Part 2 of 4

Since WWII the realized position of hegemony in the world has given the U.S. great economic advantages and prosperity, resulting from this exalted status. This status has resulted in a global and foreign policy which is based on U.S. domination as a national security strategy.

The National Security paper central assertions since the turn of the century all but expunged the instinctive internationalization of Roosevelt and Truman. America’s global power must not be challenged, whereby the U.S. reserves for itself the right to decide who might be its enemies and how they are dealt with.

No other nation can be permitted to challenge U.S. primacy and as Woodrow Wilson stated during WW I, “There is one response for us, force, force to the utmost, force without stint or limit, the righteous and triumphant force which shall make right the law of the world.”

The Iraq war opened the Pandora box of the Middle East further which tremors  are felt almost twenty years later and showed the differences of opinions about the absolutist direction of the U.S., expressed brilliantly at the U.N. by the French foreign minister Dominique de Villepin, views which were supported by China, Germany, Russia and others, representing the views of the majority of the world.

The differences in opinion between Europe and the U.S. during the G.W. Bush years increased the divisions in the Transatlantic relationship, but were not limited to the “war of aggression” in Iraq, which was as the Nuremberg Tribunal noted in 1948 is an international war crime.

But these differences also spilled over in other areas such the assault on the jurisdiction of the International Criminal Court in The Hague, his rejection of treaty based responses to climate change (Kyoto), withdrawal from the ABM treaty by the US together with Guantanamo which squandered away US moral authority.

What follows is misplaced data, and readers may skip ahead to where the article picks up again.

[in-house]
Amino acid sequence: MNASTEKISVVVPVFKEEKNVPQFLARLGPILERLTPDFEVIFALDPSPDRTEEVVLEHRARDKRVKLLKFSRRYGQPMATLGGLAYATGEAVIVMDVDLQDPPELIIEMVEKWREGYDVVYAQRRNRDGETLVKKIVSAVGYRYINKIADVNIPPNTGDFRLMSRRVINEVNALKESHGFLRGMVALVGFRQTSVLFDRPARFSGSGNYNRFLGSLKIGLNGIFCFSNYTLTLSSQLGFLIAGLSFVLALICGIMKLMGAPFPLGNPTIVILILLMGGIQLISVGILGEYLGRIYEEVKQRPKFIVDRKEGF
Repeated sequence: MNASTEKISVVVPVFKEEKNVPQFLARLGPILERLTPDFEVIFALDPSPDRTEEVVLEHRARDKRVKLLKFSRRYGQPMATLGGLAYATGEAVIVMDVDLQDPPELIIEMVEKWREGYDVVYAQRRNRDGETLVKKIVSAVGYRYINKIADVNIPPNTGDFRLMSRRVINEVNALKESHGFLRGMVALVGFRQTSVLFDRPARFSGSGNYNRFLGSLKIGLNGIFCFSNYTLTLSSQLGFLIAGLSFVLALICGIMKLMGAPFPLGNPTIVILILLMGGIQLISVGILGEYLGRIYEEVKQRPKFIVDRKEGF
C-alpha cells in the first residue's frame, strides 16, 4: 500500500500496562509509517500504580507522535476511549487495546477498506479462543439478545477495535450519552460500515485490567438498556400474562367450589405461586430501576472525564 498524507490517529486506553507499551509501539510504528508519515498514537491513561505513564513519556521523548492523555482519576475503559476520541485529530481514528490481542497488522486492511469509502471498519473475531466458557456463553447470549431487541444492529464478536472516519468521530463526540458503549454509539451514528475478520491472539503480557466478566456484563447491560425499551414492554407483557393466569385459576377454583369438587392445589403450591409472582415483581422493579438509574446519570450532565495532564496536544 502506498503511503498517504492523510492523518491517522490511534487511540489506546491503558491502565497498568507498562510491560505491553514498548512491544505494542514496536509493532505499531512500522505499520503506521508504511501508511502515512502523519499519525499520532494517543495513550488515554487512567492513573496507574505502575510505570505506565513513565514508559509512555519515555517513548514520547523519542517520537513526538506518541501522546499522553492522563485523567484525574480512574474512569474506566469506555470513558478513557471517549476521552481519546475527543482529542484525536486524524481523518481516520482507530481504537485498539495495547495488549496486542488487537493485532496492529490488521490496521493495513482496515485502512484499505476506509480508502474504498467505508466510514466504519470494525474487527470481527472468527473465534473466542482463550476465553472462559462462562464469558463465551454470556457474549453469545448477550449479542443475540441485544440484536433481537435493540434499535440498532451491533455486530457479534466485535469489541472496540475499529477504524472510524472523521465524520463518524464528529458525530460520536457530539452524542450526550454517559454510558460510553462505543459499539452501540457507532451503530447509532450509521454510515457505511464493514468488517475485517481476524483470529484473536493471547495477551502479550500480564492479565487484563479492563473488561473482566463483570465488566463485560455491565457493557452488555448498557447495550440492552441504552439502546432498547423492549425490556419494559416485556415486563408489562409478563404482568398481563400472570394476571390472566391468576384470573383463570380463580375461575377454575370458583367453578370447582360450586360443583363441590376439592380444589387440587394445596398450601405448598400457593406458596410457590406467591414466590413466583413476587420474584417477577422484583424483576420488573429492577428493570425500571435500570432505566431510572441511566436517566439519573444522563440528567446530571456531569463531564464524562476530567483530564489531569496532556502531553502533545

They are a reflection of different views of democracy legitimacy within Western civilization and revolved around American unilateralism and international law. International law which the U.S. has helped structure during the last 50 years and with its actions in the Middle East (Iran, Iraq and Libya)  during the last 20 years has severely damaged and most likely has led to the different perception and approach in Russia.

Contrary to the American belief American principles of freedom, liberty and democracy should be universal and be the shape of the world, these principles depending on the history and culture are not defined in the same way everywhere, let alone valued the same way relative to other political good such as equality, security, social cohesion and virtue.

With the war in Iraq both President George W Bush and PM Tony Blair shared the misconception that freedom and democracy are universal values of the human spirit and anywhere anytime ordinary people are given the chance to choose, the choice is the same. Freedom, not tyranny. Democracy, not dictatorship. The rule of law, not the rule of the secret police.

But humanity never has had, and likely will never have, a common culture. Therefore there will be differences which will have to be recognized and if possible accommodated. 

These differences between Russia and the U.S were influenced by NATO enlargement, NATO 1999 Serbia war / Kosovo war, the 2002 U.S. withdrawal from the MBA treaty, the 2003 Iraq war and the 2003-2005 support for the colour revolutions in what Russia considers it’s spheres of interests which all have added to the strain and seen from their perspective gave Russia cause to turn away.

The Russian perception which was made clear in the 2007 speech by Vladimir Putin at the Munich Security Conference addressing American unilateralism. In 2008 Russian officials emphasized that Ukrainian membership into NATO would be viewed as crossing the brightest of red lines.